The inaugural Steven Petrow LGBTQ Fellow, Cris Beam, will be in residence at VCCA for the month of August.
Cris is an author and professor in New York City. Her most recent book, To the End of June: The Intimate Life of American Foster Care (Houghton Mifflin-Harcourt, 2013), was named a 2013 New York Times Notable Book, was longlisted for the Andrew Carnegie Award, shortlisted for the William Saroyan Prize and was a best book on several year-end lists including NPR, New York Magazine and The Boston Globe. She is also the author of Transparent: Love, Family and Living the T with Transgender Teenagers (Harcourt 2007), which won a Lambda Literary Award and was a Stonewall Honor book. Her young adult novel, I am J, (Little, Brown in 2011) was named a Kirkus Best Book and Library Guild Selection, and is the first book with a transgender character to land on the state of California’s recommended reading list for public high schools. Her short memoir, Mother, Stranger was published by The Atavist in 2012 and quickly reached the top ten on Kindle Singles. Forthcoming from Houghton Mifflin Harcourt is I Feel You. Beam’s work has also been featured in The New York Times, The Awl, Huffington Post, The Guardian and on This American Life. Beam is an assistant professor at William Paterson University. She’s currently working on a novel.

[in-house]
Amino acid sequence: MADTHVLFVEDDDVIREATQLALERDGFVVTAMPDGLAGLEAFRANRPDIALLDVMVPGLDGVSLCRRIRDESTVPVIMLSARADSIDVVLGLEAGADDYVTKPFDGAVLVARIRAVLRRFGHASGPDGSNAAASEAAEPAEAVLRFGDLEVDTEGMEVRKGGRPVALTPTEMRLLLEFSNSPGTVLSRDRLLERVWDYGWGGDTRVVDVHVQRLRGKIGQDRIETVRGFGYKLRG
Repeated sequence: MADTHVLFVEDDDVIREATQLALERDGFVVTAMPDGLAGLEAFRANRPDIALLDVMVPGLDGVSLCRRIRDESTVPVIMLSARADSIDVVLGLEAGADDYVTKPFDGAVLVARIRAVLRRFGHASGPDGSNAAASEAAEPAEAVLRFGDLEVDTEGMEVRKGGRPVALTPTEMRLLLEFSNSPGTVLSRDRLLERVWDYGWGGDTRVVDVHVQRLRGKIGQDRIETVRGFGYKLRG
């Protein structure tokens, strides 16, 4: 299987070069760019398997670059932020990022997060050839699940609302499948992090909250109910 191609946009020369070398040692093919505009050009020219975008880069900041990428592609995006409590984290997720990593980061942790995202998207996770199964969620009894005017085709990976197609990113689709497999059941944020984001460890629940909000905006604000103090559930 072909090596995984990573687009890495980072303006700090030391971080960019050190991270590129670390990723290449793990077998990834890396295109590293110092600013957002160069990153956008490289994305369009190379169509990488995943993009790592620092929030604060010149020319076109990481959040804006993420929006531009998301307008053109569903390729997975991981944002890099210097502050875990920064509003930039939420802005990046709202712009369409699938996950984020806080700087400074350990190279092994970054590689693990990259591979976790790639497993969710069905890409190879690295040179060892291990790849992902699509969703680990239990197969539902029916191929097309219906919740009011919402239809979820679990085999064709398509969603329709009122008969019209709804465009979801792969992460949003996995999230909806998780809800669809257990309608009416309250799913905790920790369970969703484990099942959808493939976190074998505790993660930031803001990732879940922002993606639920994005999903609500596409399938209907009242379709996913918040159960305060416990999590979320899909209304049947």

The Steven Petrow LGBTQ Fellowship is open to applicants working in all genres (writers, visual artists, and/or composers) and consists of a fully-funded two-week residency at VCCA, which includes a private bedroom, board, and an individual work studio. To be eligible applicants must self-identify as LGBTQ.
A VCCA Fellow himself, Steven is an award-winning journalist, hailed as an expert on modern manners by The New York Times, People, Time, and NPR. Steven is a columnist for the Washington Post and for USA Today. Previously, he wrote The New York Times’s “Civil Behavior” column and “Digital Dilemmas” for Parade magazine. His five books include Steven Petrow’s Complete Gay & Lesbian Manners, The Lost Hamptons, and Dancing Against the Darkness: A Journey through America in the Age of AIDS.
Steven’s own work about LGBTQ issues found much support at VCCA over the past decade. “I’m funding this fellowship to provide support and recognition to LGBTQ writers and artists, especially because government funding of the arts is at risk these days. The arts are core to a democratic nation,” Steven said.